LA Sues Wells Fargo for Creepy Tactics That Cost Customers

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The city of Los Angeles has filed suit against Wells Fargo Bank for allegedly opening accounts and issuing credit cards to unwitting customers in an effort to meet rigid bank-set sales quotas.

According to the Los Angeles Times, the lawsuit, which was filed in California by LA city attorney Mike Feuer, claims that Wells Fargo employees opened unauthorized accounts, which led to bogus fees, credit score issues and big headaches for customers.

“The result is that Wells Fargo has generated a virtual fee-generating machine, through which its customers are harmed, its employees take the blame, and Wells Fargo reaps the profit,” the lawsuit said.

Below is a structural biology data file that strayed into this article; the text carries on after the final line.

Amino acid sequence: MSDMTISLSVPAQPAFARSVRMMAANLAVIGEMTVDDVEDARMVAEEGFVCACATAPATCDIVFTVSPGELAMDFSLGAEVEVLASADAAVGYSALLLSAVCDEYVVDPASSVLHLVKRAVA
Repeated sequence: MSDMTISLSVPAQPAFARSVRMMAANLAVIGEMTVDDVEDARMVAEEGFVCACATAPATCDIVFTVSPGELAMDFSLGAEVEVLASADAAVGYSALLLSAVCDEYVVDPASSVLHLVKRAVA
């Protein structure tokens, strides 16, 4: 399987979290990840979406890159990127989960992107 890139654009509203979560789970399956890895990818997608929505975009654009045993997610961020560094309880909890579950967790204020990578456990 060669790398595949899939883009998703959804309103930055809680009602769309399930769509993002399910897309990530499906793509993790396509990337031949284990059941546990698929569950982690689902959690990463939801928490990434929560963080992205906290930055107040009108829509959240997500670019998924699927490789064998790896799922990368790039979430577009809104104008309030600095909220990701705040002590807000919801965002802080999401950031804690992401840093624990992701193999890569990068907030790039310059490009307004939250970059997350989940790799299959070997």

Wells Fargo blamed a few rogue employees for the fraudulent activity, the LAT said. But the lawsuit claims that the bank did little to prevent such customer abuses.

“On the rare occasions when Wells Fargo did take action against its employees for unethical sales conduct, Wells Fargo further victimized its customers by failing to inform them of the breaches, refund fees they were owed, or otherwise remedy the injuries that Wells Fargo and its bankers have caused,” the suit said.

KABC reports that Wells Fargo plans to defend itself against the allegations of fraud.

“Wells Fargo’s culture is focused on the best interests of its customers and creating a supportive, caring and ethical environment for our team members,” the bank said in a statement. “This includes training, audits and processes that work together to support our vision and values and our commitment to customers receiving only the products and services they need and will benefit from.”

The lawsuit seeks penalties of up to $2,500 for each violation and restitution for victims of the scheme.

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